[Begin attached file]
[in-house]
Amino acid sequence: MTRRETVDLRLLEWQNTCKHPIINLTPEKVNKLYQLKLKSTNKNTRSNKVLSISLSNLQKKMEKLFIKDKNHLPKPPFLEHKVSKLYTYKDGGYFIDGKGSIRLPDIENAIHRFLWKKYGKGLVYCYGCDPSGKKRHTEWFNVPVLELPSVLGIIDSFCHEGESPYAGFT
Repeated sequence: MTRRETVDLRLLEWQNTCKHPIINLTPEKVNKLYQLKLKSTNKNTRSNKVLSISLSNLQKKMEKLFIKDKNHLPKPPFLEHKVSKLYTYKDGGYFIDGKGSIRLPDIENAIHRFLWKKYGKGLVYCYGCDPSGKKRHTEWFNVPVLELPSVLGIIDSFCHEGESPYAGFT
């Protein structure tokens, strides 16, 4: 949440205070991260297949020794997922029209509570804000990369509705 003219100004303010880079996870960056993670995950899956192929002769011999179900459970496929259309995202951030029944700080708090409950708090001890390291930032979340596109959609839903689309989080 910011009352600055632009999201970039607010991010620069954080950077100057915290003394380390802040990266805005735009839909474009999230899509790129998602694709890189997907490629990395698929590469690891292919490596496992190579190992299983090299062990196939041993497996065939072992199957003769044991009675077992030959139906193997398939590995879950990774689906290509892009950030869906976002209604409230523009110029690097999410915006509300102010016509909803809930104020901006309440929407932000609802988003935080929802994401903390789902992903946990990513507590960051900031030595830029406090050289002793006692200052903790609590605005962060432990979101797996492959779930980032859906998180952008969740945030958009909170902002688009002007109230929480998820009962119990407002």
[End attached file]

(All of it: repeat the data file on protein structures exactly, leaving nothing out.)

[in-house]
Amino acid sequence: MTRRETVDLRLLEWQNTCKHPIINLTPEKVNKLYQLKLKSTNKNTRSNKVLSISLSNLQKKMEKLFIKDKNHLPKPPFLEHKVSKLYTYKDGGYFIDGKGSIRLPDIENAIHRFLWKKYGKGLVYCYGCDPSGKKRHTEWFNVPVLELPSVLGIIDSFCHEGESPYAGFT
Repeated sequence: MTRRETVDLRLLEWQNTCKHPIINLTPEKVNKLYQLKLKSTNKNTRSNKVLSISLSNLQKKMEKLFIKDKNHLPKPPFLEHKVSKLYTYKDGGYFIDGKGSIRLPDIENAIHRFLWKKYGKGLVYCYGCDPSGKKRHTEWFNVPVLELPSVLGIIDSFCHEGESPYAGFT
């Protein structure tokens, strides 16, 4: 949440205070991260297949020794997922029209509570804000990369509705 003219100004303010880079996870960056993670995950899956192929002769011999179900459970496929259309995202951030029944700080708090409950708090001890390291930032979340596109959609839903689309989080 910011009352600055632009999201970039607010991010620069954080950077100057915290003394380390802040990266805005735009839909474009999230899509790129998602694709890189997907490629990395698929590469690891292919490596496992190579190992299983090299062990196939041993497996065939072992199957003769044991009675077992030959139906193997398939590995879950990774689906290509892009950030869906976002209604409230523009110029690097999410915006509300102010016509909803809930104020901006309440929407932000609802988003935080929802994401903390789902992903946990990513507590960051900031030595830029406090050289002793006692200052903790609590605005962060432990979101797996492959779930980032859906998180952008969740945030958009909170902002688009002007109230929480998820009962119990407002």